Suretyships are a kind of security commonly used in loan transactions which provide personal security to lenders if a borrower fails to fulfil its payment obligation. The Code of Obligations sets out certain requirements regarding the validity of suretyship agreements and enacting a suretyship agreement by proxy. This article examines these requirements in detail.
Pursuant to Article 376/3 of the Commercial Code, where there are signs that a company is in financial distress, its board of directors should prepare an interim balance sheet. If the balance sheet verifies that the company is in financial distress, the board should notify the first-instance commercial court where the company is headquartered and request a bankruptcy declaration. Directors of boards which fail to follow these steps could be held civilly or criminally liable.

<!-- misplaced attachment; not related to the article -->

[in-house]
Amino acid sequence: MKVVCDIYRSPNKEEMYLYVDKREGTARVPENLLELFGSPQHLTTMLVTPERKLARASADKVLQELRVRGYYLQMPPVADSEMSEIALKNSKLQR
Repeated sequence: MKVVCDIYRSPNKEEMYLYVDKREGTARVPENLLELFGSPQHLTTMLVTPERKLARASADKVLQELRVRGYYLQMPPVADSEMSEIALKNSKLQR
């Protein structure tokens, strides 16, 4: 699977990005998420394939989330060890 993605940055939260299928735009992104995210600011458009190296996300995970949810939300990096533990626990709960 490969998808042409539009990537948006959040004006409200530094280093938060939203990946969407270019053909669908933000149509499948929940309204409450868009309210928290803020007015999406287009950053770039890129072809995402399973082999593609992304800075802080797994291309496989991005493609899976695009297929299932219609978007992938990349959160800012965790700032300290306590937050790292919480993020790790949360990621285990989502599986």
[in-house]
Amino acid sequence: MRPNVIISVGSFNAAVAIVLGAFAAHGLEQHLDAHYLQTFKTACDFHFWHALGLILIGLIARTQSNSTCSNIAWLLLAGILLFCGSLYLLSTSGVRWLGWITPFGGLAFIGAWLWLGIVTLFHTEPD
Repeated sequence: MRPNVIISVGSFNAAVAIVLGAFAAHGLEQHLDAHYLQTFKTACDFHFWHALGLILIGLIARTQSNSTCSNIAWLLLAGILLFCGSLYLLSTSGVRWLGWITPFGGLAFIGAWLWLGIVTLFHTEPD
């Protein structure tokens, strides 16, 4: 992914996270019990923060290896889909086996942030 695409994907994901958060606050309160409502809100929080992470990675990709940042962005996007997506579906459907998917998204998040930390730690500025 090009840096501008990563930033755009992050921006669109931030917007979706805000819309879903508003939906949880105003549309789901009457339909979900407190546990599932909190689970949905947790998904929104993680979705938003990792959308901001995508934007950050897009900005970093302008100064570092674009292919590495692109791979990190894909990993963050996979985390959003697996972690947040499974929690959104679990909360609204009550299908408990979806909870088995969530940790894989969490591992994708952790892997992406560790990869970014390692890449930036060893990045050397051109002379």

The Council of Ministers recently amended Decree 32 on the Protection of the Value of Turkish Currency. The amending decree introduced strict restrictions on foreign currency loans obtained from overseas or in Turkey. The provision of foreign currency indexed loans to legal entities or real persons is now forbidden. However, legal entities which generate no foreign currency income but have credit exposure equal to or above $15 million may obtain foreign currency loans without limitation.